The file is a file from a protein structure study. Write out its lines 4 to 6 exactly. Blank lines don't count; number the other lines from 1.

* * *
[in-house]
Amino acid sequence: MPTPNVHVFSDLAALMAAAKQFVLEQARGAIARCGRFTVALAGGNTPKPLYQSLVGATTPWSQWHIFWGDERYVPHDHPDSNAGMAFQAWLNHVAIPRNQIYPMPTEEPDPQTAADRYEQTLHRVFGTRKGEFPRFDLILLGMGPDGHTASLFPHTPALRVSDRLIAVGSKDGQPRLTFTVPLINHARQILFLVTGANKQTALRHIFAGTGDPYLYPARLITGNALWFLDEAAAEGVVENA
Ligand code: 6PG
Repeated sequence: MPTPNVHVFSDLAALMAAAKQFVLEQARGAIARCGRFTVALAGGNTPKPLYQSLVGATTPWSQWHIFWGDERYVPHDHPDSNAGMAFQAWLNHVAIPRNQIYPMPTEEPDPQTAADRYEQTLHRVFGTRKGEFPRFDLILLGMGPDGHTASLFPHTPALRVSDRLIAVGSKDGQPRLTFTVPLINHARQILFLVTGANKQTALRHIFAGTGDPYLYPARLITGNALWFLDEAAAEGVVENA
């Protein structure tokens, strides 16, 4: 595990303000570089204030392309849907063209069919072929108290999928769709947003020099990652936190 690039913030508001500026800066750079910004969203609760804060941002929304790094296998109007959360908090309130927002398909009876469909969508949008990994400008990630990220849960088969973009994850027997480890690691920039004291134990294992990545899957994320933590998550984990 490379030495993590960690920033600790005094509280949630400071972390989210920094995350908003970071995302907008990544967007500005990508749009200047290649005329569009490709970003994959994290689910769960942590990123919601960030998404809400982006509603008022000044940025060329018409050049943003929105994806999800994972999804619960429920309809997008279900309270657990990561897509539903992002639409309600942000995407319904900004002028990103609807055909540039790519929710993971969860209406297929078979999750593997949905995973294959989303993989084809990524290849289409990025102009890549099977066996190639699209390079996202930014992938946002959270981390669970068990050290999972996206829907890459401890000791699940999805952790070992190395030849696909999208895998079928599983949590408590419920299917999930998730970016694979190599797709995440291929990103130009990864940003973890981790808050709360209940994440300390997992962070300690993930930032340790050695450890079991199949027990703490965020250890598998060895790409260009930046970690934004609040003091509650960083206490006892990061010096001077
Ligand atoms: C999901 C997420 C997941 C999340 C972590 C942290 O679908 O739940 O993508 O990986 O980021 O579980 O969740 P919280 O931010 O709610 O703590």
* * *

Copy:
Repeated sequence: MPTPNVHVFSDLAALMAAAKQFVLEQARGAIARCGRFTVALAGGNTPKPLYQSLVGATTPWSQWHIFWGDERYVPHDHPDSNAGMAFQAWLNHVAIPRNQIYPMPTEEPDPQTAADRYEQTLHRVFGTRKGEFPRFDLILLGMGPDGHTASLFPHTPALRVSDRLIAVGSKDGQPRLTFTVPLINHARQILFLVTGANKQTALRHIFAGTGDPYLYPARLITGNALWFLDEAAAEGVVENA
């Protein structure tokens, strides 16, 4: 595990303000570089204030392309849907063209069919072929108290999928769709947003020099990652936190 690039913030508001500026800066750079910004969203609760804060941002929304790094296998109007959360908090309130927002398909009876469909969508949008990994400008990630990220849960088969973009994850027997480890690691920039004291134990294992990545899957994320933590998550984990 490379030495993590960690920033600790005094509280949630400071972390989210920094995350908003970071995302907008990544967007500005990508749009200047290649005329569009490709970003994959994290689910769960942590990123919601960030998404809400982006509603008022000044940025060329018409050049943003929105994806999800994972999804619960429920309809997008279900309270657990990561897509539903992002639409309600942000995407319904900004002028990103609807055909540039790519929710993971969860209406297929078979999750593997949905995973294959989303993989084809990524290849289409990025102009890549099977066996190639699209390079996202930014992938946002959270981390669970068990050290999972996206829907890459401890000791699940999805952790070992190395030849696909999208895998079928599983949590408590419920299917999930998730970016694979190599797709995440291929990103130009990864940003973890981790808050709360209940994440300390997992962070300690993930930032340790050695450890079991199949027990703490965020250890598998060895790409260009930046970690934004609040003091509650960083206490006892990061010096001077
Ligand atoms: C999901 C997420 C997941 C999340 C972590 C942290 O679908 O739940 O993508 O990986 O980021 O579980 O969740 P919280 O931010 O709610 O703590």